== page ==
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Thursday, June 20, 2024

Anti-nuclear activist dies at 73

He was perhaps best known for pushing a cart laden with buttons advocating a ban on nuclear weapons and other political causes, but Ole Kopreitan was much more than a fixture on Oslo’s main boulevard, Karl Johans Gate. He was a committed and award-winning peace activist.

Ole Andreas Kopreitan with his buttons on a crowded Karl Johans Gate. PHOTO: Nei til atomvåpen

Kopreitan, who died on Monday at the age of 73, spent more than 30 years leading the Norwegian organization committed to nuclear disarmament Nei til atomvåpen (No to Nuclear Weapons). It was founded in 1979 with the goal of abolishing nuclear weapons, working in cooperation with the International Physicians for the Prevention of Nuclear War and Pugwash, which won the Nobel Peace Prize in 1995.

He was also, however, an environmental activist and among the first to publicly oppose apartheid in South Africa and put it on the national political agenda in Norway. He even stormed a tennis match between Norway and South Africa in 1964 to protest apartheid, years before the international anti-apartheid movement gained steam.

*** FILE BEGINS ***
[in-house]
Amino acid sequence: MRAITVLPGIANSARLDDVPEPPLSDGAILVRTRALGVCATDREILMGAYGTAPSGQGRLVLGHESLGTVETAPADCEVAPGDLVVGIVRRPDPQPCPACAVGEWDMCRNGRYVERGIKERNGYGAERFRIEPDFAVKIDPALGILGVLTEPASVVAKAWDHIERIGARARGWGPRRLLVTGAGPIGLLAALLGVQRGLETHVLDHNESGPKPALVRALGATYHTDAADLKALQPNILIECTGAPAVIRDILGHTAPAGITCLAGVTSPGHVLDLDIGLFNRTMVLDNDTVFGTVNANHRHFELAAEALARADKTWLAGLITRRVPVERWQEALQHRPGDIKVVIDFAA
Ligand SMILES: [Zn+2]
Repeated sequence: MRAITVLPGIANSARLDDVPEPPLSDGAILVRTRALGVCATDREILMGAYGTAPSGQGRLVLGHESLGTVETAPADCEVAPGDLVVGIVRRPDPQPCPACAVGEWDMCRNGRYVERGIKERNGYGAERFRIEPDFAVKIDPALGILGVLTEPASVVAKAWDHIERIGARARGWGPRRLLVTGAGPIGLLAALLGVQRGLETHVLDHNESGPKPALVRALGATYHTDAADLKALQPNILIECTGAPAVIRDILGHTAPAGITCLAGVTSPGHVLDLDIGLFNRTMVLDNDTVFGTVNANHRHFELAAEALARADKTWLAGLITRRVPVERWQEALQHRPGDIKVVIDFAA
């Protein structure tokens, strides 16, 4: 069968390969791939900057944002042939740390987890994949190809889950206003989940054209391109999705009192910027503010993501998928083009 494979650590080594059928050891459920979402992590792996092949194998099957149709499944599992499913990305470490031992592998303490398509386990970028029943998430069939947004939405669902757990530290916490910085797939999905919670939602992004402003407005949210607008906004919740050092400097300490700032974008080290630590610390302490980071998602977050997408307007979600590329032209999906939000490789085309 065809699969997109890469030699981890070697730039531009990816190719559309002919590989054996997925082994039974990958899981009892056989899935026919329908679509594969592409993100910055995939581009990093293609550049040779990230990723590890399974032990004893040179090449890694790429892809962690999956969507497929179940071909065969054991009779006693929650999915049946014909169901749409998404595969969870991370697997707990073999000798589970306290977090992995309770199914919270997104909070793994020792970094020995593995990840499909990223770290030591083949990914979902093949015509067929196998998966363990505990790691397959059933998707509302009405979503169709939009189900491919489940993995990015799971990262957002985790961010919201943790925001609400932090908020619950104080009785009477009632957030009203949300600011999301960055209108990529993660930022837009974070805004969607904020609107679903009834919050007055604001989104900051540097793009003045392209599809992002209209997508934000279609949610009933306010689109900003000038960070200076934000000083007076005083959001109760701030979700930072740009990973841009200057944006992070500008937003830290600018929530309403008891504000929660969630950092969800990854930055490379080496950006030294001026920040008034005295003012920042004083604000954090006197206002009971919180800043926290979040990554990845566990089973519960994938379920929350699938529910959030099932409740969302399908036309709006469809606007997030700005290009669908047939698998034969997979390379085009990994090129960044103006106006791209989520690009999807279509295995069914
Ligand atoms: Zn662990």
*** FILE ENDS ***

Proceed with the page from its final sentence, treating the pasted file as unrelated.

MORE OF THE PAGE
Kopreitan headed the socialist youth association (Sosialistisk Ungdomsforbund), was party secretary for the former Sosialistisk Folkeparti, forerunner of today’s Socialist Left party (SV), and played a major role in the campaign against joining the forerunner of the European Union in 1972.

In 2003 he won the Nuclear-Free Future Award, presented by the Franz Moll Foundation, for his “ongoing political clarification” as a pacifist and leading activist in the worldwide anti-nuclear movement.  He also won the Zola Award in 2002, for championing civilian movements.

He was born in Stavanger and grew up at Hitra before moving to the Oslo area and eventually to the capital to become a teacher. In between all his social engagements, he pushed his cart, a converted baby carriage, up and down Karl Johans Gate, stopping to sell buttons, hand out pamphlets and chat with passersby, in the hopes of winning their support for his causes.

Kristin Halvorsen, a government minister who’s head of SV, said Kopreitan would be missed. “He had an intense commitment, was brave and an untiring proponent of disarmament and justice,” Halvorsen said. SV’s current party secretary, Silje Schei Tveitdal, called Kopreitan “a pillar of the peace movement.”

Views and News from Norway/Nina Berglund
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